In an earlier post, I discussed why your business needs Policy Management and the different causes of Data Leakage. In today’s post, I will take a closer look at one of the causes of data leakage protection and how it can be prevented: let’s look at the case of the Disgruntled Employee.
Scenario: Fred, a developer, comes to work every day and does his job, but at the same time is looking for a position with a competitor. What does he do? He sends confidential company information to the competitors or sends this information to his personal webmail account.
Solution: With a data leakage solution in place, emails containing confidential information could be blocked from leaving the server and instead redirected to a moderator account. Fred would not be able to send information that he should not normally have access to. Case in point: since Fred is in the Research & Development department, he should not be sending financial reports, requirements, or specification documents to external addresses. Using a Data Leakage Protection solution, Fred (and any other employee) could be placed in a group with a policy applied, that controls what content can and cannot leave the company by email.
How can one moderator flag everything?
Understandably, the IT administrator in most companies is already overwhelmed with his day-to-day activities and probably does not have the time to spend moderating emails. Aside from the confidentiality and time-sensitivity of email content, the IT administrator isn’t necessarily aware of what should leave the company and who should or should not be sending what. A good Data Leakage Protection solution would allow you to provide different moderators for policies. In Fred’s case, for example, the team lead or department manager could be appointed as the moderator. Furthermore, moderator functions should allow for silent surveillance where the sender is unaware of the activity. Using Fred’s example again, the team lead could monitor his emails for a period of time before taking decisive action by using a “copy to moderator” function that allows the email to be sent but with a BCC’d copy to the moderator.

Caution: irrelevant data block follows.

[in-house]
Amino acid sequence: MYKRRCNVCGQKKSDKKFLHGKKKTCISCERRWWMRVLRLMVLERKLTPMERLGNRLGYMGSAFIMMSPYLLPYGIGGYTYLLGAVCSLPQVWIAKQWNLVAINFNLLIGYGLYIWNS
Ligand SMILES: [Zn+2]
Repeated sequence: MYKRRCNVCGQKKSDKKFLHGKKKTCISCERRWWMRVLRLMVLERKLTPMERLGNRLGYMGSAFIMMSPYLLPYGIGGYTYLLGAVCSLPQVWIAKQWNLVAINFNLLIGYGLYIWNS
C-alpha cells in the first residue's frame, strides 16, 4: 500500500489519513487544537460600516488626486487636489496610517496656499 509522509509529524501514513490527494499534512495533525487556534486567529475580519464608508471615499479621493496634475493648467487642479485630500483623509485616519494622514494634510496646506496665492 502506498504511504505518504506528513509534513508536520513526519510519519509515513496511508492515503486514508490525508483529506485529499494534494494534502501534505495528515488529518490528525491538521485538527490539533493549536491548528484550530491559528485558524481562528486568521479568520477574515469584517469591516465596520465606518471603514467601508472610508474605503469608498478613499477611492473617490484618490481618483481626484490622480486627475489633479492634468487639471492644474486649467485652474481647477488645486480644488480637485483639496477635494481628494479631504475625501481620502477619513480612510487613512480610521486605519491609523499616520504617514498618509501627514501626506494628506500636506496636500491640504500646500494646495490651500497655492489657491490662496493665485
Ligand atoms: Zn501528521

While this behavior is reminiscent of Big Brother, you have to weigh the value of the employees sense of privacy versus the potentially disastrous costs of proprietary data loss. And when you consider that the employee was using your company time and your resources to send your information to a competitor, the employee“ in this case“ really doesn’t have a leg to stand on.